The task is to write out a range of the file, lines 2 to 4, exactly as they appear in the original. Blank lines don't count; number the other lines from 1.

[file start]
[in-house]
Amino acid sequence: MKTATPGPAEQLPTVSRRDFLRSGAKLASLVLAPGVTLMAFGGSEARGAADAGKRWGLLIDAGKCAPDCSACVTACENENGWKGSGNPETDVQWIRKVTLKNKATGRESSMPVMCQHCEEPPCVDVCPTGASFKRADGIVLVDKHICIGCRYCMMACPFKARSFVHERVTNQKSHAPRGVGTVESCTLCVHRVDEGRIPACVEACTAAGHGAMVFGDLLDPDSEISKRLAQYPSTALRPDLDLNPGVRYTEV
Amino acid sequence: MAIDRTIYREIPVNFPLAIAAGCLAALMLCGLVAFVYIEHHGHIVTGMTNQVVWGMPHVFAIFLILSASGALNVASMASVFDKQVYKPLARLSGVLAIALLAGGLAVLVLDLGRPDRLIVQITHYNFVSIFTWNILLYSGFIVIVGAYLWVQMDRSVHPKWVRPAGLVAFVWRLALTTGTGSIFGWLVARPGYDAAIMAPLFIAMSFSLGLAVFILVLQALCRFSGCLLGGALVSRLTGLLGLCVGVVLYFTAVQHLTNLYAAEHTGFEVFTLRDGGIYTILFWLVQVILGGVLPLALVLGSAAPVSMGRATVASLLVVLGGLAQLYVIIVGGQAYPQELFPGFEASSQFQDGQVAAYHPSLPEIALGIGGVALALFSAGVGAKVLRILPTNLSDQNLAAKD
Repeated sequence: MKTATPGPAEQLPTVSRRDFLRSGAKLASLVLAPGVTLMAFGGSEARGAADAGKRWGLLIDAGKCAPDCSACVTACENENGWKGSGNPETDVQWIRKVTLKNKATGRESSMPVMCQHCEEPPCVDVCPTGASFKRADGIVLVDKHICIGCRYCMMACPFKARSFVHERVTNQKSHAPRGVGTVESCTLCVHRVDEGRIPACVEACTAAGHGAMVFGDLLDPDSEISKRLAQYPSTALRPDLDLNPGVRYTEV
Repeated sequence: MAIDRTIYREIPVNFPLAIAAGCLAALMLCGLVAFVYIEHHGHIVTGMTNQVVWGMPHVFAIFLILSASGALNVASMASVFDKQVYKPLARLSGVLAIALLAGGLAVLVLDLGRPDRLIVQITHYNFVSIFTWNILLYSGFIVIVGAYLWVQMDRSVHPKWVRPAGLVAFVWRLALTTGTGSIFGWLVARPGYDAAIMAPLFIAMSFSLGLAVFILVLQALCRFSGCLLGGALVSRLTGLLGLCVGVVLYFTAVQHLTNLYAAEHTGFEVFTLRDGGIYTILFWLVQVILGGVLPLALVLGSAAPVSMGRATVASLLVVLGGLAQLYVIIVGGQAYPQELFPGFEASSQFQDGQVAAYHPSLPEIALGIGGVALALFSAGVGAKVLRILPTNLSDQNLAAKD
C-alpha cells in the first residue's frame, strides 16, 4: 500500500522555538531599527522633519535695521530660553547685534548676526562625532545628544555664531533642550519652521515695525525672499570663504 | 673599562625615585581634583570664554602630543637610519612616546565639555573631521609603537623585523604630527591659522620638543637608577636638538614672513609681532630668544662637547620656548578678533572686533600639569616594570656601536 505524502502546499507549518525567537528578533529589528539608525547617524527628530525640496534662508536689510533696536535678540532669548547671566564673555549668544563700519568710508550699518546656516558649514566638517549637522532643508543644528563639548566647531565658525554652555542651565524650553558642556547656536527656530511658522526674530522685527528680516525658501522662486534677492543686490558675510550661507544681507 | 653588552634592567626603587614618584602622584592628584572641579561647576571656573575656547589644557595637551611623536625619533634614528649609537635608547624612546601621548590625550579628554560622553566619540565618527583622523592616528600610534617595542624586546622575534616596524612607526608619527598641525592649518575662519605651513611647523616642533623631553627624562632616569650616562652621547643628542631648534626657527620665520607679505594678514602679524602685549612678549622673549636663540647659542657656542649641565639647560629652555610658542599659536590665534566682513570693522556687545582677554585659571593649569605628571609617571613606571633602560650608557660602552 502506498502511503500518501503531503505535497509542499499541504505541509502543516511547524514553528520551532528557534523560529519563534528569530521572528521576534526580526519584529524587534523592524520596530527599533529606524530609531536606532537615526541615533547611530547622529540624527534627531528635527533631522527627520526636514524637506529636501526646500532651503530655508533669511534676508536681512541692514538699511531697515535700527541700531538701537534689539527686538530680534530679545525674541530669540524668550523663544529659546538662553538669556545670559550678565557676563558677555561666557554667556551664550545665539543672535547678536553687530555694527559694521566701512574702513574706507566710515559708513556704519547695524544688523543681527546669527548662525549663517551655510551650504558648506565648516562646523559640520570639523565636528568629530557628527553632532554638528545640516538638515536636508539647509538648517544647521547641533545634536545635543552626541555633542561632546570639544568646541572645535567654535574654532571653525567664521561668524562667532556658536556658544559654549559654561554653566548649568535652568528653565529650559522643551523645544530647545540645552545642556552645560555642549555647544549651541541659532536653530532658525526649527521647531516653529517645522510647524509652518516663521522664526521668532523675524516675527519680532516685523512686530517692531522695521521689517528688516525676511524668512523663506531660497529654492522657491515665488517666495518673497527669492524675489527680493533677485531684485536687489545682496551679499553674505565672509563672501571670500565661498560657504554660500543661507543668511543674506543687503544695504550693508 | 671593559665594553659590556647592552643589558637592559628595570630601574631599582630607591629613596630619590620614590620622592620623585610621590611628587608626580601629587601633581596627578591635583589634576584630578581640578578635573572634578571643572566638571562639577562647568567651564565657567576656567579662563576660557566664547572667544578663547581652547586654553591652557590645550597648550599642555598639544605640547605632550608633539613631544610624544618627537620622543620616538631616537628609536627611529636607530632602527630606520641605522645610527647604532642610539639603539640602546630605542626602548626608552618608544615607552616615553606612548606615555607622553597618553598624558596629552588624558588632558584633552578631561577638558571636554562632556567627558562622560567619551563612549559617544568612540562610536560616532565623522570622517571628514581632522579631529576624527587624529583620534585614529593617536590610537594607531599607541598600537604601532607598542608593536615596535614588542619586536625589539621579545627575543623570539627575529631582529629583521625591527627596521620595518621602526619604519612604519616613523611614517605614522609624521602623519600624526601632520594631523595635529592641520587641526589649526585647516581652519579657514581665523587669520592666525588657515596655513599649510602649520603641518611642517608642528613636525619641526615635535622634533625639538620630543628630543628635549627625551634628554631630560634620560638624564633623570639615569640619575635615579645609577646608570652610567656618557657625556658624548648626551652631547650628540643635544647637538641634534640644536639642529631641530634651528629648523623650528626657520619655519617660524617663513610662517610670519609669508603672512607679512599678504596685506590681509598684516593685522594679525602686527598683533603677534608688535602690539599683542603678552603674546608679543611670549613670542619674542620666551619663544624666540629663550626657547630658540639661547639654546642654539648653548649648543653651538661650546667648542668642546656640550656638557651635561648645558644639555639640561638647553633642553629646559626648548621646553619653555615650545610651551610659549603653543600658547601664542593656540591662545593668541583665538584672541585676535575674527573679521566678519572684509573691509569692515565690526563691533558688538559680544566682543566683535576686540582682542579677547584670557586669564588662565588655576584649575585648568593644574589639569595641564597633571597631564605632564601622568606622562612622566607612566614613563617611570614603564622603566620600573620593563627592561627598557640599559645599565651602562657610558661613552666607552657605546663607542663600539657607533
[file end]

Amino acid sequence: MKTATPGPAEQLPTVSRRDFLRSGAKLASLVLAPGVTLMAFGGSEARGAADAGKRWGLLIDAGKCAPDCSACVTACENENGWKGSGNPETDVQWIRKVTLKNKATGRESSMPVMCQHCEEPPCVDVCPTGASFKRADGIVLVDKHICIGCRYCMMACPFKARSFVHERVTNQKSHAPRGVGTVESCTLCVHRVDEGRIPACVEACTAAGHGAMVFGDLLDPDSEISKRLAQYPSTALRPDLDLNPGVRYTEV
Amino acid sequence: MAIDRTIYREIPVNFPLAIAAGCLAALMLCGLVAFVYIEHHGHIVTGMTNQVVWGMPHVFAIFLILSASGALNVASMASVFDKQVYKPLARLSGVLAIALLAGGLAVLVLDLGRPDRLIVQITHYNFVSIFTWNILLYSGFIVIVGAYLWVQMDRSVHPKWVRPAGLVAFVWRLALTTGTGSIFGWLVARPGYDAAIMAPLFIAMSFSLGLAVFILVLQALCRFSGCLLGGALVSRLTGLLGLCVGVVLYFTAVQHLTNLYAAEHTGFEVFTLRDGGIYTILFWLVQVILGGVLPLALVLGSAAPVSMGRATVASLLVVLGGLAQLYVIIVGGQAYPQELFPGFEASSQFQDGQVAAYHPSLPEIALGIGGVALALFSAGVGAKVLRILPTNLSDQNLAAKD
Repeated sequence: MKTATPGPAEQLPTVSRRDFLRSGAKLASLVLAPGVTLMAFGGSEARGAADAGKRWGLLIDAGKCAPDCSACVTACENENGWKGSGNPETDVQWIRKVTLKNKATGRESSMPVMCQHCEEPPCVDVCPTGASFKRADGIVLVDKHICIGCRYCMMACPFKARSFVHERVTNQKSHAPRGVGTVESCTLCVHRVDEGRIPACVEACTAAGHGAMVFGDLLDPDSEISKRLAQYPSTALRPDLDLNPGVRYTEV